Remember Mark Rich and how great his quid pro quo pardon was for Democrats? We can all relive those wonderful weeks as the tale of Clinton's pardon of William Borders sucks the air out of the Demos' program of . . . uh. . . . oh yes, ethics reform.
Borders went to jail twice rather than testify about whether Alcee Hastings knew that Borders was soliciting bribes on Hastings' behalf. Rather than testify at Hastings' impeachment trial in the Senate, Borders chose to spend eight weeks in prison for contempt. This does not speak well for Hastings' innocence, since Borders had been offered immunity and, presumably, could have testified that Hastings was not involved if that were the case.
This is not what I want to hear about for the next month. Better they should let Barney Frank take on "don't ask don't tell" and at least get back to the beginning of the Clinton Administration rather than the end.
Back in the day, Hastings did not want Borders to speak. Hastings did not seek to have Borders testify in either the House or Senate, citing his fear for Borders' safety, a concern that Borders never raised. Moreover, Hastings, who was mad at a number of people, including his fellow judges and the FBI, was not annoyed at Borders, who would have falsely involved Hastings under the only possible theory where Hastings could be innocent. Not even "Goddam bitch set me up."
Hastings was acquitted by a jury (before his impeachment, not after as Rep. Dingell said Sunday to Chris Wallace on American Pravda). He was then impeached in the House and convicted in the Senate. Hastings this week called the process "amazing" and "baffling." Not if one looks at the facts.
Records of the House and Senate proceedings are available online. There is damming evidence against Hastings, including (1) rulings that coincided with Borders' promises to an under cover FBI agent, (2) Borders' knowledge of Hastings' future actions (like that he was going to vacate most of a forfeiture on a certain day for no legitimate legal reason), (3) an obviously coded telephone conversation in which Hastings confirmed that Borders had received the money shortly before rushing out his order returning $800,000 to the supposed briber and, (4) engaging in circuitous travel and telephone arrangements for which he has offered no credible explanation.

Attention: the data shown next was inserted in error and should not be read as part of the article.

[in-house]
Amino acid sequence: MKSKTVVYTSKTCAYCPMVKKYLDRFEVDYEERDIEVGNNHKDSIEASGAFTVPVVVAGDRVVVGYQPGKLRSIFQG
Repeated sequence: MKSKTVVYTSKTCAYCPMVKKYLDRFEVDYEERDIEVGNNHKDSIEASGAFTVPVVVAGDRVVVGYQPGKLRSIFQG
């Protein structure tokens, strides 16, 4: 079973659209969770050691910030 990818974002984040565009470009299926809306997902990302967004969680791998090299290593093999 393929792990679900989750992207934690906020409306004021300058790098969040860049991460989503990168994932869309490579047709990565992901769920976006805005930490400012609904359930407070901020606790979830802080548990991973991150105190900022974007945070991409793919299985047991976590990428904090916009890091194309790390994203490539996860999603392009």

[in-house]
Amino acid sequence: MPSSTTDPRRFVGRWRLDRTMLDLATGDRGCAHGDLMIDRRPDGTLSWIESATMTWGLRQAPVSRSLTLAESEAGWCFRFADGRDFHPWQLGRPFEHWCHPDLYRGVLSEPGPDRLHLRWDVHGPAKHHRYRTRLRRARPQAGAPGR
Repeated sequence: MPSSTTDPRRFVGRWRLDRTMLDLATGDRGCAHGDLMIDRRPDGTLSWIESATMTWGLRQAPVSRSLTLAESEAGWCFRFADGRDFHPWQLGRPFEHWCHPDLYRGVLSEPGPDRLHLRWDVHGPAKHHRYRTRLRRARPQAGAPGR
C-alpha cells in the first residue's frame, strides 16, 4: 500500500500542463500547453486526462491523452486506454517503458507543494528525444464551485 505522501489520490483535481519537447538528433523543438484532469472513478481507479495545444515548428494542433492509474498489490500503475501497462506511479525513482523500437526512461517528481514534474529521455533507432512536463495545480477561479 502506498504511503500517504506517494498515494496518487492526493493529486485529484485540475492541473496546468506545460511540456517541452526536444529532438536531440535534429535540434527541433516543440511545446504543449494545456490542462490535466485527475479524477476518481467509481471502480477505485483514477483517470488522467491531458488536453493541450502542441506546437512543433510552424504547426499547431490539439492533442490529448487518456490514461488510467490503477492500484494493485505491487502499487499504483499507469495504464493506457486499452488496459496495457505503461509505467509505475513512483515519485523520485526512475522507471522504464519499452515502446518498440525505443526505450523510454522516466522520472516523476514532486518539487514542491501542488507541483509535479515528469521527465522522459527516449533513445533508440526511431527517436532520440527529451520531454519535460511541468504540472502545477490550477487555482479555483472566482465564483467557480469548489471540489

There is too much evidence to discuss here, none of which seems to point toward Hastings' innocence. Most famously, Borders volunteered that Hastings would show up in the dining room of the Hotel Fontainebleau at 8 p.m. on September 16, 1981 to show that Hastings was actually in on the plot. Shortly before 8 p.m. on that date, FBI agents saw Hastings and a woman enter the hotel and go to the dining room.
Hastings claimed in his testimony he was there to meet Borders for dinner, but Hastings made a reservation for two and did not look for Borders or ask about him. In fact, Hastings and his friend were seated at a table for four and Hastings said nothing when the waiter immediately removed the other two place settings. Hastings did not mention Borders to his guest or indicate that they were meeting anyone. At the time, Borders was on a prescheduled trip to attend a boxing match in Las Vegas
And again, Borders did not testify, although he had immunity and although Borders testimony could have exonerated Hastings if Hastings were telling the truth.
There is much more. Byron York, who I don't recall ever agreeing with before, has a good account of the Fontainebleau incident and Hastings' mad rush back to Florida from D.C. after he heard that Borders had been arrested, not even checking out of his hotel or reclaiming his suit from the hotel cleaners.
John Conyers, who was an Impeachment Manager in the Senate, said that he had scoured the record and searched for evidence of innocence or racist motivation, but had concluded that Hastings was guilty. Conyers, Charles Rangell, Charles Schumer and John Dingell all voted to impeach Hastings. Even Henry Waxman and Barbara Boxer voted to impeach Hastings.
Conyers opening argument in the impeachment trial is an impressive discussion of the facts. He also deals eloquently with the possiblity that the situation is racially motivated: